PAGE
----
I recently sat down with PSOhub founder and CEO Martijn van der Hoeden to pick his brain about resource management and what he had in mind when he created the new resource management feature in PSOhub.
His vision is all about flexibility, the ability to choose what works for YOUR business, not some catch-all solution.
Here’s what the PSA software expert has to say about his resource management vision for small and large companies alike. You’ll also get a taste of what it’s like to actually use this feature to help easily manage your organization’s workload within the PSOhub environment.
Arguably the most important facet of the new resource management feature in PSOhub is the ability to choose your own path when it comes to managing capacity and workload.
At present, other resource management solutions will make you choose between task capacity and hours capacity; that is, managing your workload based on the tasks it requires versus the necessary hours to complete the project. Martijn wanted companies to have more agency and flexibility in this area. He explains:
What we are providing is resource management where you can manage your complete workload and capacity. And you can do that based on task capacity or hours capacity. Or combine both; it’s entirely up to the company.
PSOhub gives you the option to do resource management more pragmatically with task capacity or more detailed with hours. Or even in combination. If you use both, your workload will be super detailed and you’ll have the ultimate amount of control over what’s happening.
But even doing hours capacity management alone might not be necessary for a lot of small businesses. Here’s what it’s like utilizing both options in the PSOhub platform.
In PSOhub, you have a task backlog of all the activities and tasks not assigned to a resource (aka a person). Alongside this backlog, you can then see who is available and who's not per month per resource. On a task basis.
You can basically see what people still have capacity in a visual way to inform your decisions going forward as far as workload.
The result for small businesses? No one gets burned out. You know what people can handle and team members know exactly what’s expected of them.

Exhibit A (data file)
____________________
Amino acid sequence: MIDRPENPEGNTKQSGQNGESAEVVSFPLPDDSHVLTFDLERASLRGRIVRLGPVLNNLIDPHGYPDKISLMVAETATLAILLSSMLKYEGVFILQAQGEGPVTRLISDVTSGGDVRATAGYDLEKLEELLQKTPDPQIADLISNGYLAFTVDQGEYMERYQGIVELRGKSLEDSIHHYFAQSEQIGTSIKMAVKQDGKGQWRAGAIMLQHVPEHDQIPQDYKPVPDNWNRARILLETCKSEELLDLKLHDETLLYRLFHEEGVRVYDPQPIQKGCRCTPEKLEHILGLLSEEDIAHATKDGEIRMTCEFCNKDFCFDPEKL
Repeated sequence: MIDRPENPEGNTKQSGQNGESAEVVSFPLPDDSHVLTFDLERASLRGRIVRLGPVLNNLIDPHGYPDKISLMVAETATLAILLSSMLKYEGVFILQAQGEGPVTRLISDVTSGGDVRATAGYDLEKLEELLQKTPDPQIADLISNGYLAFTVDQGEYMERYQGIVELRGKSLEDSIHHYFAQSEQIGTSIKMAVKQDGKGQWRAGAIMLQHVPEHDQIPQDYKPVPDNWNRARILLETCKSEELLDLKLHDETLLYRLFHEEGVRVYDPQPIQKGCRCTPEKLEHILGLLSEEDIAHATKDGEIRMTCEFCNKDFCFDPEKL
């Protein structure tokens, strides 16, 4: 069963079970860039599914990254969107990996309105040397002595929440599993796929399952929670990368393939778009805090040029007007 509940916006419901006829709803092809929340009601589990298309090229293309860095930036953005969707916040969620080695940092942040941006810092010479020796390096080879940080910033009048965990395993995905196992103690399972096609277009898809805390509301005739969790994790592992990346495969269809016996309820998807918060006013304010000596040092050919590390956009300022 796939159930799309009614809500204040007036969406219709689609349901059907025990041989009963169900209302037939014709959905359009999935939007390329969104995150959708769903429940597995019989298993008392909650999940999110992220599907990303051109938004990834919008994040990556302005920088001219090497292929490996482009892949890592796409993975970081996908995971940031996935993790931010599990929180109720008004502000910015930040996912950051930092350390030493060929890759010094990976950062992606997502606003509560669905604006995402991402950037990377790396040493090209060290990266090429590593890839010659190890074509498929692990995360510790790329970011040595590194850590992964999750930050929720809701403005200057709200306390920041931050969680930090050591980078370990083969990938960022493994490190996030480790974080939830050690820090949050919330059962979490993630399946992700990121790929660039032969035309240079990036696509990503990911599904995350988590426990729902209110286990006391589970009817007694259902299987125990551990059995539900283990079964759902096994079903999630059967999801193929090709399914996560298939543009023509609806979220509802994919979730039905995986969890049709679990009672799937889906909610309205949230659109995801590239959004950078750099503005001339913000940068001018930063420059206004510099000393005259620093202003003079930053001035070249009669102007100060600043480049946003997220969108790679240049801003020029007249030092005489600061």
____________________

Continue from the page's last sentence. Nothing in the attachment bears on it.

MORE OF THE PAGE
It's a very easy way to do task capacity resource management and workload management because you can see how busy everybody is per user per month, and you can see how many tasks are not assigned to a resource on your task backlog. Then simply assign remaining tasks based on capacity.
“It’s less work because you don’t have to calculate any hours,” explains Martijn. “It gives you a very good indication of your workload, but it’s less precise.”
Step 1: Create your project.
Step 2: Setup your tasks.
Step 3: Assign your tasks via Project or Task Allocation Backlog and review your capacity
You can clearly see the tasks on the left that need to be assigned. On the right, you have a capacity overview to see who is busy and who has space that month. So, you check those tasks, assign them to the right resources and to the right month.
An added bonus? You can also see overdue tasks per resource. That way, you’ll know if people with capacity can handle the tasks they already have
To leverage resource management based on hours in PSOhub, you’ll need to establish capacity in hours per week. In the resource management feature, you’ll clearly see each resource’s time utilization percentage: the billable rate you expect from your resource (how many hours of that week is someone being productive versus doing internal work that can’t be scheduled to billable projects). The hours capacity management tool will empower you to know exactly how many hours per week your people can bill.